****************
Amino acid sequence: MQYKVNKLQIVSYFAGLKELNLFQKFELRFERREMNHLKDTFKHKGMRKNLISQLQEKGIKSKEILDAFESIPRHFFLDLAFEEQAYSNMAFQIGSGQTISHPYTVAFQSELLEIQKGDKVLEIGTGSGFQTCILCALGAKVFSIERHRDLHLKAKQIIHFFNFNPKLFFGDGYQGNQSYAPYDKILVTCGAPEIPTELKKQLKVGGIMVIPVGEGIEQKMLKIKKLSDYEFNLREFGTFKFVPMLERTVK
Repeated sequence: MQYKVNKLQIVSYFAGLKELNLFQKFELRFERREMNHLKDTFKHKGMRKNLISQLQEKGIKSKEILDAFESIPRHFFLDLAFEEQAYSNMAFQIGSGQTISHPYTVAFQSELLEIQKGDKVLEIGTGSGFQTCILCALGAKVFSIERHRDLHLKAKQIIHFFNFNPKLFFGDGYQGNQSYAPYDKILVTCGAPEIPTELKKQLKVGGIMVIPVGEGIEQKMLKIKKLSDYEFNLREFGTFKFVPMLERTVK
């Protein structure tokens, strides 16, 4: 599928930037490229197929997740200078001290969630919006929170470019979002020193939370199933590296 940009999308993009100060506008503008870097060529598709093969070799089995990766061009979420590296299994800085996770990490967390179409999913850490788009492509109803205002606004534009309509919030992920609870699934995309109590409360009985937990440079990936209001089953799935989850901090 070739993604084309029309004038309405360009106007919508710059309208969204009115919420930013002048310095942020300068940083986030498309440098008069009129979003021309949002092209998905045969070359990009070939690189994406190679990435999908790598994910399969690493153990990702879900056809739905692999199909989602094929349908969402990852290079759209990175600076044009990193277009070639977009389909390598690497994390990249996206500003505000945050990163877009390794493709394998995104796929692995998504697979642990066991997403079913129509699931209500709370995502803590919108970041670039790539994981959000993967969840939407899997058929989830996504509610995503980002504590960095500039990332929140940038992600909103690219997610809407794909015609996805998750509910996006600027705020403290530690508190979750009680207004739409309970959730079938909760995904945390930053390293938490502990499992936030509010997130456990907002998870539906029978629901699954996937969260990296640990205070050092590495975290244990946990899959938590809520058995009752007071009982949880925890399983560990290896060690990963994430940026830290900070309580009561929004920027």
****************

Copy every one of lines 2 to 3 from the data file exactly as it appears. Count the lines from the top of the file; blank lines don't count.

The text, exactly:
Repeated sequence: MQYKVNKLQIVSYFAGLKELNLFQKFELRFERREMNHLKDTFKHKGMRKNLISQLQEKGIKSKEILDAFESIPRHFFLDLAFEEQAYSNMAFQIGSGQTISHPYTVAFQSELLEIQKGDKVLEIGTGSGFQTCILCALGAKVFSIERHRDLHLKAKQIIHFFNFNPKLFFGDGYQGNQSYAPYDKILVTCGAPEIPTELKKQLKVGGIMVIPVGEGIEQKMLKIKKLSDYEFNLREFGTFKFVPMLERTVK
């Protein structure tokens, strides 16, 4: 599928930037490229197929997740200078001290969630919006929170470019979002020193939370199933590296 940009999308993009100060506008503008870097060529598709093969070799089995990766061009979420590296299994800085996770990490967390179409999913850490788009492509109803205002606004534009309509919030992920609870699934995309109590409360009985937990440079990936209001089953799935989850901090 070739993604084309029309004038309405360009106007919508710059309208969204009115919420930013002048310095942020300068940083986030498309440098008069009129979003021309949002092209998905045969070359990009070939690189994406190679990435999908790598994910399969690493153990990702879900056809739905692999199909989602094929349908969402990852290079759209990175600076044009990193277009070639977009389909390598690497994390990249996206500003505000945050990163877009390794493709394998995104796929692995998504697979642990066991997403079913129509699931209500709370995502803590919108970041670039790539994981959000993967969840939407899997058929989830996504509610995503980002504590960095500039990332929140940038992600909103690219997610809407794909015609996805998750509910996006600027705020403290530690508190979750009680207004739409309970959730079938909760995904945390930053390293938490502990499992936030509010997130456990907002998870539906029978629901699954996937969260990296640990205070050092590495975290244990946990899959938590809520058995009752007071009982949880925890399983560990290896060690990963994430940026830290900070309580009561929004920027």